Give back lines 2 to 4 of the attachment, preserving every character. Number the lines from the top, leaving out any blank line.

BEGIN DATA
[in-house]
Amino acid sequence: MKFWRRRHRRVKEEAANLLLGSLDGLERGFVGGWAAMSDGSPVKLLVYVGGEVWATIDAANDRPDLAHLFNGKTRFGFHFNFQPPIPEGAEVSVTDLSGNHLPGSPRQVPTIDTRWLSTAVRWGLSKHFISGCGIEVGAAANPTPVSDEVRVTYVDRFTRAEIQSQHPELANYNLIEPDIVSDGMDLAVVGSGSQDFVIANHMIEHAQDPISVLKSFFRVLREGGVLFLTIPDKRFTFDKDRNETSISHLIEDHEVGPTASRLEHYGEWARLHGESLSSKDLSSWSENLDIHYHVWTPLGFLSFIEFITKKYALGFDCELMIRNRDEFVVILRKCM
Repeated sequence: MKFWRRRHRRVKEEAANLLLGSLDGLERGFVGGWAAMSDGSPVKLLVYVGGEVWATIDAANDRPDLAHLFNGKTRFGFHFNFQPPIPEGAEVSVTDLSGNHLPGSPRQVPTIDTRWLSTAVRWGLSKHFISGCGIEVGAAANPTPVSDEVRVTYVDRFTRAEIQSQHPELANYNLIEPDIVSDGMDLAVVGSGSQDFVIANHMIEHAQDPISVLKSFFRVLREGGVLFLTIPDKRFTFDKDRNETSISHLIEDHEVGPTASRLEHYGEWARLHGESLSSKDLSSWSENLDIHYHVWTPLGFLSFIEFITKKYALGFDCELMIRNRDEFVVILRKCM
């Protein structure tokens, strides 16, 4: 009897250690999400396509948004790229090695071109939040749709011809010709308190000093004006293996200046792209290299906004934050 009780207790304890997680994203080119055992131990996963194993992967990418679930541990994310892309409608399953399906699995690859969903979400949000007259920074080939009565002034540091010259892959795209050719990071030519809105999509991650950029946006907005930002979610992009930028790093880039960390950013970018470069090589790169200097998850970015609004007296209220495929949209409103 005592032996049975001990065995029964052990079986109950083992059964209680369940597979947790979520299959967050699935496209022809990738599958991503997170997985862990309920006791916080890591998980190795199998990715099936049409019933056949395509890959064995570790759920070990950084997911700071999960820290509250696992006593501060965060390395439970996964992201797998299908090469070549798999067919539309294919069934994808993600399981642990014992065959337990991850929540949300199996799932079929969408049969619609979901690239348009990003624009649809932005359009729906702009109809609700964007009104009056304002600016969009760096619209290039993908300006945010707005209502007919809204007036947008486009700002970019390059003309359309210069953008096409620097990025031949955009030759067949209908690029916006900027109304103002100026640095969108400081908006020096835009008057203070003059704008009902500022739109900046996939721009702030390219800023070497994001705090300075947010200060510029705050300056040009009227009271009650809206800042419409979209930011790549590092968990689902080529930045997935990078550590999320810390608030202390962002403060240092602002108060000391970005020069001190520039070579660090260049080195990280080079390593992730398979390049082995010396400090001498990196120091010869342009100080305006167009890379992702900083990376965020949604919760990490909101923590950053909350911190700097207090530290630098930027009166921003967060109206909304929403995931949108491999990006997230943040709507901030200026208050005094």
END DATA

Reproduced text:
Amino acid sequence: MKFWRRRHRRVKEEAANLLLGSLDGLERGFVGGWAAMSDGSPVKLLVYVGGEVWATIDAANDRPDLAHLFNGKTRFGFHFNFQPPIPEGAEVSVTDLSGNHLPGSPRQVPTIDTRWLSTAVRWGLSKHFISGCGIEVGAAANPTPVSDEVRVTYVDRFTRAEIQSQHPELANYNLIEPDIVSDGMDLAVVGSGSQDFVIANHMIEHAQDPISVLKSFFRVLREGGVLFLTIPDKRFTFDKDRNETSISHLIEDHEVGPTASRLEHYGEWARLHGESLSSKDLSSWSENLDIHYHVWTPLGFLSFIEFITKKYALGFDCELMIRNRDEFVVILRKCM
Repeated sequence: MKFWRRRHRRVKEEAANLLLGSLDGLERGFVGGWAAMSDGSPVKLLVYVGGEVWATIDAANDRPDLAHLFNGKTRFGFHFNFQPPIPEGAEVSVTDLSGNHLPGSPRQVPTIDTRWLSTAVRWGLSKHFISGCGIEVGAAANPTPVSDEVRVTYVDRFTRAEIQSQHPELANYNLIEPDIVSDGMDLAVVGSGSQDFVIANHMIEHAQDPISVLKSFFRVLREGGVLFLTIPDKRFTFDKDRNETSISHLIEDHEVGPTASRLEHYGEWARLHGESLSSKDLSSWSENLDIHYHVWTPLGFLSFIEFITKKYALGFDCELMIRNRDEFVVILRKCM
């Protein structure tokens, strides 16, 4: 009897250690999400396509948004790229090695071109939040749709011809010709308190000093004006293996200046792209290299906004934050 009780207790304890997680994203080119055992131990996963194993992967990418679930541990994310892309409608399953399906699995690859969903979400949000007259920074080939009565002034540091010259892959795209050719990071030519809105999509991650950029946006907005930002979610992009930028790093880039960390950013970018470069090589790169200097998850970015609004007296209220495929949209409103 005592032996049975001990065995029964052990079986109950083992059964209680369940597979947790979520299959967050699935496209022809990738599958991503997170997985862990309920006791916080890591998980190795199998990715099936049409019933056949395509890959064995570790759920070990950084997911700071999960820290509250696992006593501060965060390395439970996964992201797998299908090469070549798999067919539309294919069934994808993600399981642990014992065959337990991850929540949300199996799932079929969408049969619609979901690239348009990003624009649809932005359009729906702009109809609700964007009104009056304002600016969009760096619209290039993908300006945010707005209502007919809204007036947008486009700002970019390059003309359309210069953008096409620097990025031949955009030759067949209908690029916006900027109304103002100026640095969108400081908006020096835009008057203070003059704008009902500022739109900046996939721009702030390219800023070497994001705090300075947010200060510029705050300056040009009227009271009650809206800042419409979209930011790549590092968990689902080529930045997935990078550590999320810390608030202390962002403060240092602002108060000391970005020069001190520039070579660090260049080195990280080079390593992730398979390049082995010396400090001498990196120091010869342009100080305006167009890379992702900083990376965020949604919760990490909101923590950053909350911190700097207090530290630098930027009166921003967060109206909304929403995931949108491999990006997230943040709507901030200026208050005094």